Even though Vail reached an undisclosed settlement with Cobb's family before the criminal case went to trial, Jerry Jones, the former president of Beaver Creek and former executive vice president of Vail Associates, says resorts are still concerned about what it could mean in future cases. "The industry is watching it because of the liability factor," Jones says. "It sets a precedent, and if the same thing happens to another skier in another situation, there's the liability of the criminal case, but you cann also be concerned about the lawsuit that will come with it. If one of our employees was found guilty of murdering a guest on the mountain, we can just imagine what the lawsuit would be." Porter Wharton, senior vice president of public affairs for Vail Resorts, says, "We're concerned about how the courts will view personal actions on the slopes and whether that will have some kind of impact on the way that we need to conduct our businesses."
Some industry insiders are worried that the Hall case may signal a pendulum swing back to the Eighties, when liability fears prompted resorts to close backcountry access, ban jumping, rope off extreme routes and generally sanitize the sport.
While ski areas pause to consider the meaning of the Hall case, the focus on liability for reckless skiing might cause skiers to wonder just what their legal rights and responsibilities are as they click into their bindings and push off to start a run. The fact is, it can vary greatly depending on which state you are skiing in.
Most ski states have passed ski-safety laws that give resorts immunity in certain kinds of accidents. For example, one universal rule is that when a skier collides with a tree or lift tower, that is considered an inherent risk of the sport and not the fault of the ski area. State laws sometimes also list what a skier's responsibilities are. For example, the Colorado Ski Safety Act includes provisions that people must ski within the limits of their ability and maintain a proper lookout so as to avoid colliding with other skiers. Other skiing states, such as Oregon, Utah and Vermont, have adopted similar statutes.
Afew states have bucked that trend. One that stands out is California, which is the only major ski-industry state that has never passed a ski-safety law. While most of the rest of the skiing nation has clamped down on reckless skiing, attorneys say that California over the past decade has, in fact, made it easier to get away with it. The California Supreme Court ruled in a 1997 case that a skier who collides with another skier is not responsible for civil damages, as long as he hasn't been negligent to an extreme; skiing while drunk, for example. A few California counties have passed ordinances that make reckless skiing a misdemeanor, and state laws about general recklessness can apply. Though opinions differ, some California lawyers insist that a skier could do exactly the same thing in California that Hall did in Colorado without being charged with a crime or even being liable for damages in a civil case.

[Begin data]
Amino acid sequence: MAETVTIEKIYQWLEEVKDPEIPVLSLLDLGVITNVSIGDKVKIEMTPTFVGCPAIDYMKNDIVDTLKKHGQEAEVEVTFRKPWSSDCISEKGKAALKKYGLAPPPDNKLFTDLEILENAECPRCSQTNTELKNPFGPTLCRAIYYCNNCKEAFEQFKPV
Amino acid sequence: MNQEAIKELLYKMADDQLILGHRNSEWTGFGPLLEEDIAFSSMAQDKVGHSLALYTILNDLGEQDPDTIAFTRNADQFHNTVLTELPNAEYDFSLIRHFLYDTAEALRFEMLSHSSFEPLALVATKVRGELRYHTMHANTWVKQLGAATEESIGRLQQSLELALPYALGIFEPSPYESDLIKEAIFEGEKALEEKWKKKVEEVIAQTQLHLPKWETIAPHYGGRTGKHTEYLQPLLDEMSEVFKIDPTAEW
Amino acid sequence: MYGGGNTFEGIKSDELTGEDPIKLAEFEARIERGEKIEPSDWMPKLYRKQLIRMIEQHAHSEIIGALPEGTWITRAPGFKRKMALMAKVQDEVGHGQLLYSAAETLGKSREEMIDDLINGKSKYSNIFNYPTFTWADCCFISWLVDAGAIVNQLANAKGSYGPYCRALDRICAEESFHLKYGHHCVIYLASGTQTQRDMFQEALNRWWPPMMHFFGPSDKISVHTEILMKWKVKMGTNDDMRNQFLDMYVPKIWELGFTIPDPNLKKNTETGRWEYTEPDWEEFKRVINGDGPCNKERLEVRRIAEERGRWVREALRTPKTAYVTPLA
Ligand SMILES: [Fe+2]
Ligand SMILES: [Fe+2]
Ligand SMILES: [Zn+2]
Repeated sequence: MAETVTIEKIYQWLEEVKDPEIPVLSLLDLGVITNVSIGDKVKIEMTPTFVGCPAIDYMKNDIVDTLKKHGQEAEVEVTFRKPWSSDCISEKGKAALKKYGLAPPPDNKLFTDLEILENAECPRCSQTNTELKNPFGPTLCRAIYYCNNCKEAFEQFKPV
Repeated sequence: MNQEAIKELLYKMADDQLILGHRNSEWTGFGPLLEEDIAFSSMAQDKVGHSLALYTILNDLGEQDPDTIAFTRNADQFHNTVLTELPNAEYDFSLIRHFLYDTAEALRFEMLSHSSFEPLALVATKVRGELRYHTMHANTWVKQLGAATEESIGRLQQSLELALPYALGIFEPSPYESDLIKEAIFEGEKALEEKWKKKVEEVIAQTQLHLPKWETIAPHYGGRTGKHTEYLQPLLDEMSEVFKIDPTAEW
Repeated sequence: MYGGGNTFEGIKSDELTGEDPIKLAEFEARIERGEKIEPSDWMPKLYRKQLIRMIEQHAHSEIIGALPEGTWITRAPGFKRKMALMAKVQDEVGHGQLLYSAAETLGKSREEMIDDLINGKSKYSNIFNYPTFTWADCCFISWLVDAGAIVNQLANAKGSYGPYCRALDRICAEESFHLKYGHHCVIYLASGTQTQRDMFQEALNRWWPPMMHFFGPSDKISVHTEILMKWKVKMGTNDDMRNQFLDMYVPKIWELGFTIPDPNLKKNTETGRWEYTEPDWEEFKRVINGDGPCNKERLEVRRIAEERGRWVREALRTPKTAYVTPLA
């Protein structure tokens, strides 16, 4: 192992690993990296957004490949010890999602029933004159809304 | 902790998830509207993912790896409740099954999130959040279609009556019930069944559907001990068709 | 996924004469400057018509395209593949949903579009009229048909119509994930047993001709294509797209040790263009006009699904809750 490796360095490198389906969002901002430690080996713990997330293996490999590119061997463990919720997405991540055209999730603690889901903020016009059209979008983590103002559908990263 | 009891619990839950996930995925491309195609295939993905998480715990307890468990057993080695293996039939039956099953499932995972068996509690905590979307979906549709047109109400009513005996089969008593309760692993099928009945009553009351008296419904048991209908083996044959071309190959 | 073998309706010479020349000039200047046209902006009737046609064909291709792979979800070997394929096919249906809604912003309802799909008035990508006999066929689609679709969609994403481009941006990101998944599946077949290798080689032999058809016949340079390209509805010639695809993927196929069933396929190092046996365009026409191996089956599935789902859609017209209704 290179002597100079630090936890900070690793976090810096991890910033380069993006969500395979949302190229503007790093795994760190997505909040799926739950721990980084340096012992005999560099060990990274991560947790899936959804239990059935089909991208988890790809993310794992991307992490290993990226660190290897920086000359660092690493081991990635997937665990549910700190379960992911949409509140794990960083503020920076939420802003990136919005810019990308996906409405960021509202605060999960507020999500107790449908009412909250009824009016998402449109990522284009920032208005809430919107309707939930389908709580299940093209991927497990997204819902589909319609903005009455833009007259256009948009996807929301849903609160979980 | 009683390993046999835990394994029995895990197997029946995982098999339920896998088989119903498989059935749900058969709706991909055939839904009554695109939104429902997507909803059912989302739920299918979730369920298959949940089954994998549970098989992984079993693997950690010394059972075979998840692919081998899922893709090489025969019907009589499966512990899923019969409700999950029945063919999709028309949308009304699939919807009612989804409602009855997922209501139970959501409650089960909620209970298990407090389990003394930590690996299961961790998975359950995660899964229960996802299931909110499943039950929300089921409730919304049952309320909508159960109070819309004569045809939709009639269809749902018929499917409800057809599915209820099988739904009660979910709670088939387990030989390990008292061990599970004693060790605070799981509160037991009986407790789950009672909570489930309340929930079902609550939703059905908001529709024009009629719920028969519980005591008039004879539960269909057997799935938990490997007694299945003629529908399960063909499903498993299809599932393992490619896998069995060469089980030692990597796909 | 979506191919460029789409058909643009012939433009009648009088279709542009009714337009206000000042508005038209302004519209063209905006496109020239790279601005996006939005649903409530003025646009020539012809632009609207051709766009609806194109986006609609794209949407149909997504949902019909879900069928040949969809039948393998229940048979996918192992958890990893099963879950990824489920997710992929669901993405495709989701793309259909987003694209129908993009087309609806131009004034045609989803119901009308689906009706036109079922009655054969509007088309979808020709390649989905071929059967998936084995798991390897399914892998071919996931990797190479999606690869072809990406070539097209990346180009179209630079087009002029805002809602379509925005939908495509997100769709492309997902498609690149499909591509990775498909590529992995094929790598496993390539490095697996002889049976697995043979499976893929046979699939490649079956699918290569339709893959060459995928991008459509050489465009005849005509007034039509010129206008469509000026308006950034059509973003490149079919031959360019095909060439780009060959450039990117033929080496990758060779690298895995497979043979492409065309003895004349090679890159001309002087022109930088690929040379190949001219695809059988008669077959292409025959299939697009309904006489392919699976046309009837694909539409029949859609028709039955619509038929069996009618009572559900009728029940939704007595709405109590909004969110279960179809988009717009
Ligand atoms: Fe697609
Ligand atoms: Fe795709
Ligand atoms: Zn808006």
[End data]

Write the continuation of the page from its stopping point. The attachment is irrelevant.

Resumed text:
Paul Rudder, a Mammoth Lakes, Calif., attorney with more than 20 years of experience representing plaintiffs in ski collisions, says, "In California, if you get run over by another skier or snowboarder, it's your problem even if it's entirely his fault."
John Fagan, counsel for the California Ski Industry Association and for Mammoth Mountain, Squaw Valley and other major California ski areas, points out, "Under California law, there is a broad range of skier collisions that are considered inherent risks of the sport that are not actionable in California but may be actionable in other states. It's ultimately going to be up to the courts to decide whether conduct such as someone looking over their shoulder and colliding with someone else is going to be actionable or not."
The variation in state ski laws is one reason the Hall case has received national attention. Colorado is influential in the area of establishing ski law. Although courts in other states don't have to follow a Colorado Supreme Court decision, some will look to that precedent for guidance in their own ski cases. The Hall decision could end up prodding other states, possibly even California, to move closer to the idea that skiers who act carelessly and injure others will increasingly end up defending themselves in court.